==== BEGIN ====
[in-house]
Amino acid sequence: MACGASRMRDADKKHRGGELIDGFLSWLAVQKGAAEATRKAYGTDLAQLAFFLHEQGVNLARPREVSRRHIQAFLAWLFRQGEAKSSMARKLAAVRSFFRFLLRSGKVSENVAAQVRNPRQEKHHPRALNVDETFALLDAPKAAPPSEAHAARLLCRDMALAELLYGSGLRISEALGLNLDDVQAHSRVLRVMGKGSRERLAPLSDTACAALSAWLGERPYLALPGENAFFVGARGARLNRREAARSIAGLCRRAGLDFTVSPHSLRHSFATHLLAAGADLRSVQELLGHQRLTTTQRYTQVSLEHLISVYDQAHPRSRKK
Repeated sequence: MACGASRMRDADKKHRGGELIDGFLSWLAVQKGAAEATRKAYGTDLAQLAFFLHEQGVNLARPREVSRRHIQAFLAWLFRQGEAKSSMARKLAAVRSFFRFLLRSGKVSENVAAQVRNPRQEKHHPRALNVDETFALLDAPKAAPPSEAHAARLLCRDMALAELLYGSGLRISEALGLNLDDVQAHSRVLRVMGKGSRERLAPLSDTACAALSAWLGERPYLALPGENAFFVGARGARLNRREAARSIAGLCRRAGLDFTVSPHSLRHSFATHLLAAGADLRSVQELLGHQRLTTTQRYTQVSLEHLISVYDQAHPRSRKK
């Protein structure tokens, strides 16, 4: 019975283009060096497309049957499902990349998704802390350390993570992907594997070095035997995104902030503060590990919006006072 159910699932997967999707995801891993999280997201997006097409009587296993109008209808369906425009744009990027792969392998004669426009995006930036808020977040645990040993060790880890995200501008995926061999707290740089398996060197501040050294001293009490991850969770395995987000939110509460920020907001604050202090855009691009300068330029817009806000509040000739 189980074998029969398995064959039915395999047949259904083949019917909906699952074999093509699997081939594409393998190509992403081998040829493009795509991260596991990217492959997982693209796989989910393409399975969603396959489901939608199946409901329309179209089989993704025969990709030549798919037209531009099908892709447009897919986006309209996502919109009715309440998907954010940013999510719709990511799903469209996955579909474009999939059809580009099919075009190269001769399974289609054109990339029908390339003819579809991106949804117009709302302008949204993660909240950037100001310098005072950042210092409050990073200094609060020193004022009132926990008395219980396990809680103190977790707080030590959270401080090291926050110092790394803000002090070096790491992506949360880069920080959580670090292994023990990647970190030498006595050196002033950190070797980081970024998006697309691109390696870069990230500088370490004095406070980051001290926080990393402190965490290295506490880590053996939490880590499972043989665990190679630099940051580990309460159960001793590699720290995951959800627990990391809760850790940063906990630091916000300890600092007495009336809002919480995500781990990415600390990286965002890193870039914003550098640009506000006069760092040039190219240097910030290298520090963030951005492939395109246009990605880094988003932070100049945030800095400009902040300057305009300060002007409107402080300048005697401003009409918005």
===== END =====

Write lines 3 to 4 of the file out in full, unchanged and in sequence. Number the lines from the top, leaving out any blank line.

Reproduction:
Repeated sequence: MACGASRMRDADKKHRGGELIDGFLSWLAVQKGAAEATRKAYGTDLAQLAFFLHEQGVNLARPREVSRRHIQAFLAWLFRQGEAKSSMARKLAAVRSFFRFLLRSGKVSENVAAQVRNPRQEKHHPRALNVDETFALLDAPKAAPPSEAHAARLLCRDMALAELLYGSGLRISEALGLNLDDVQAHSRVLRVMGKGSRERLAPLSDTACAALSAWLGERPYLALPGENAFFVGARGARLNRREAARSIAGLCRRAGLDFTVSPHSLRHSFATHLLAAGADLRSVQELLGHQRLTTTQRYTQVSLEHLISVYDQAHPRSRKK
């Protein structure tokens, strides 16, 4: 019975283009060096497309049957499902990349998704802390350390993570992907594997070095035997995104902030503060590990919006006072 159910699932997967999707995801891993999280997201997006097409009587296993109008209808369906425009744009990027792969392998004669426009995006930036808020977040645990040993060790880890995200501008995926061999707290740089398996060197501040050294001293009490991850969770395995987000939110509460920020907001604050202090855009691009300068330029817009806000509040000739 189980074998029969398995064959039915395999047949259904083949019917909906699952074999093509699997081939594409393998190509992403081998040829493009795509991260596991990217492959997982693209796989989910393409399975969603396959489901939608199946409901329309179209089989993704025969990709030549798919037209531009099908892709447009897919986006309209996502919109009715309440998907954010940013999510719709990511799903469209996955579909474009999939059809580009099919075009190269001769399974289609054109990339029908390339003819579809991106949804117009709302302008949204993660909240950037100001310098005072950042210092409050990073200094609060020193004022009132926990008395219980396990809680103190977790707080030590959270401080090291926050110092790394803000002090070096790491992506949360880069920080959580670090292994023990990647970190030498006595050196002033950190070797980081970024998006697309691109390696870069990230500088370490004095406070980051001290926080990393402190965490290295506490880590053996939490880590499972043989665990190679630099940051580990309460159960001793590699720290995951959800627990990391809760850790940063906990630091916000300890600092007495009336809002919480995500781990990415600390990286965002890193870039914003550098640009506000006069760092040039190219240097910030290298520090963030951005492939395109246009990605880094988003932070100049945030800095400009902040300057305009300060002007409107402080300048005697401003009409918005």